Flag This Story

 

The work isn’t glorious or heroic, like the bad-ass stuff the DPW does, but there’s a crew out here that has had one of the more noticeable impacts on the playa:

Flags, flags and more flags.

The flags are everywhere, divvying up the various portions of the playa pie. Eventually,  the flags will demarcate about two-thirds of all the camping space available in Black Rock City, accommodating about 40,000 people.

By the time it is finished, the flagging team of the Placement and Human Services departments will have put down in excess of 15,000 little squares of blue or yellow vinyl, each attached to a short length of thick, bendable wire. The flaggers stick them a couple of inches deep into the dusty ground to help people figure out who goes where.

“We’ve been out here almost as long as the Survey crew,” Eric says as he marks off one plot of land on the 9 o’clock side of the city. He and his crewmates have been here since Aug. 1 and have to finish by Aug. 18, because that’s when the artists and theme camps start rolling in, and they’re going to want to know exactly how much space they have to play with this year.

There are about 10 people on the flagging crew, and on any given day about half a dozen or so of them are out working the city.

Eric sets off to lay out a camp

“It’s not for everyone,” Eric says as pushes his measuring wheel and clicks off the feet. “You walk probably ten miles a day,” and all that walking is done in the unrelenting heat of the desert, with not a bit of shade to be found. It also takes a pretty serious toll on your shoes, among other things, because the soil is so alkaline.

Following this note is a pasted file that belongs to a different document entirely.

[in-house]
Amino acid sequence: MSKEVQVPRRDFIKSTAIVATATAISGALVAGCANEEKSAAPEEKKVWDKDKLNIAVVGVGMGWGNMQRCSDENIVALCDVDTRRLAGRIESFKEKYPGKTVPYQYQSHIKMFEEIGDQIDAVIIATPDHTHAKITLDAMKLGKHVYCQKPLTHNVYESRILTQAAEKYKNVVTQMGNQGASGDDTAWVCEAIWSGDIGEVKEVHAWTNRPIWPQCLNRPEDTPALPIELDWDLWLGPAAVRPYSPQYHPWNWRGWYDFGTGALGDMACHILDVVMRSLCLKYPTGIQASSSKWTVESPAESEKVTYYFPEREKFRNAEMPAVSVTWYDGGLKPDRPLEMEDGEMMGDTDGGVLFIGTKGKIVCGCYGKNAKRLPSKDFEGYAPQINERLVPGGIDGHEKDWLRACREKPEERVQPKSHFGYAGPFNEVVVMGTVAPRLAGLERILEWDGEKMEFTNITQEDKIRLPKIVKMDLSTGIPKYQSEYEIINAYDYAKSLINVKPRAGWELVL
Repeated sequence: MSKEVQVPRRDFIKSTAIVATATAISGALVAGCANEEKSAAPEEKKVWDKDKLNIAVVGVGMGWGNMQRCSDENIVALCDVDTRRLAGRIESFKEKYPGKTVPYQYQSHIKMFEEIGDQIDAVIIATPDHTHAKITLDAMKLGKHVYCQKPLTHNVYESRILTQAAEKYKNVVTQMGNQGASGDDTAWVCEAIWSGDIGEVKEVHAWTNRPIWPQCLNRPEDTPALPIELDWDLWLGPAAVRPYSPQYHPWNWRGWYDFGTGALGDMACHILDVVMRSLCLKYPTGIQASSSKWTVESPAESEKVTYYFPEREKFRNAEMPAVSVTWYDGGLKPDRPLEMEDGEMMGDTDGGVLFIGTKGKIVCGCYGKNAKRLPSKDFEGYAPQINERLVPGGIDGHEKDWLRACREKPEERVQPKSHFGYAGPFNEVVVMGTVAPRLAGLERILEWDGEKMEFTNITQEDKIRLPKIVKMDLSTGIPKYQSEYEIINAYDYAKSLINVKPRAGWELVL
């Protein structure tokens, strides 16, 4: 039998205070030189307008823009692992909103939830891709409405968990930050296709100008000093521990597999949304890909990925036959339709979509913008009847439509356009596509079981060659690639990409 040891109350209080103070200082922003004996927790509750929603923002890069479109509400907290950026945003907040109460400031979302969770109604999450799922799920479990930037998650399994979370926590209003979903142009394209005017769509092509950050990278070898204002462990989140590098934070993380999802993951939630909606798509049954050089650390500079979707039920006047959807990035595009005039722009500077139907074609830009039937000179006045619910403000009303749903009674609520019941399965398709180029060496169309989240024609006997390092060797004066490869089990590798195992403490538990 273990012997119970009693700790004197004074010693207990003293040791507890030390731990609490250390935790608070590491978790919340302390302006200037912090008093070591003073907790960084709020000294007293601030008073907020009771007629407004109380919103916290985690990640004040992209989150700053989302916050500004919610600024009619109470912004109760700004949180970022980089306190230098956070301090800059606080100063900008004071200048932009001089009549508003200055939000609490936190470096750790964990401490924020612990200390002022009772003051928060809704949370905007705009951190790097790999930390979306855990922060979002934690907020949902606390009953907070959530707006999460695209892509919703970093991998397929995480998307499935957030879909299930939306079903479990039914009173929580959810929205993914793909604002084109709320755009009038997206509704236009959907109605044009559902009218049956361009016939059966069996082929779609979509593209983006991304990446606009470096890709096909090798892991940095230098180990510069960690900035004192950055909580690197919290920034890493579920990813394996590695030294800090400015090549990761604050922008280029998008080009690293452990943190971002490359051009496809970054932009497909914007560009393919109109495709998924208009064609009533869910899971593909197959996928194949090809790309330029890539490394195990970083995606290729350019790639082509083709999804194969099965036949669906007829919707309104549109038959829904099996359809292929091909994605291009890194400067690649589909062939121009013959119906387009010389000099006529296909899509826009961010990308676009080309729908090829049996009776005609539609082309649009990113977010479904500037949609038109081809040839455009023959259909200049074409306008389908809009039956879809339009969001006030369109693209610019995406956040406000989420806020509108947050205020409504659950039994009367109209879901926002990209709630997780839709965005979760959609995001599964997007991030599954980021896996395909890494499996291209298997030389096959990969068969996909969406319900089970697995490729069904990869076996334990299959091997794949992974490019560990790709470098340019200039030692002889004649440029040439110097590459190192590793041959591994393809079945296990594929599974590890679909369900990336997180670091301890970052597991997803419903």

But there are some benefits, too – even as the city fills in, and more infrastructure is built, and more work camps are set up, the flaggers get to spend most of their days in the wide open parts of the city, where there is still nothing but playa vistas.

“It’s kind of a job for a loner,” Eric says, “but I kind of like wandering around.” He’s a geologist by trade, so being where people aren’t is nothing new for him.

Aeon is in her first year on the job, and she’s learning about the rhythms of the day even as she learns about the particulars of the task. “For the first half of the day, I love my job,” she says from her perch on a Cushman, “and then in the afternoon, I’m like, ‘Oh my gosh, this is hard,’ my brain starts to cook.”

Aeon in her Cushman

The man they call Machine stops by to check on their progress. He’s been out here doing flags for six or seven seasons, and he does his best to prevent territorial disputes from taking place when everyone gets here. We ask him where he’s headed next, and he simply answers, “Yes.” Everywhere and anywhere.

The flaggers work from paper grids that break the city down into 50-foot blocks. A camp may have say, 200 feet facing the street, and extend 50 feet in. The flaggers mark the boundaries with their blue flags, and then they place a yellow flag with the plot number along the frontage.

When campers arrive, other members of the Placement team will take them to where they are supposed to be, matching up the plot numbers on the flag with the names of the camps on their spreadsheets. Planners try to put similar camps in proximity – bars in one area, yoga camps in another, kids over there. There are lots of exceptions, of course, but you can get a sense of city’s diversity by moving from one neighborhood to the next.

But even with all the planning, plans on paper don’t always translate to reality on playa with perfect precision. Some graph-paper blocks that are supposed to represent 50 feet turn out to represent only 49, and others 51, because the city is built on a circle, and curving lines make it tougher to allocate exactly.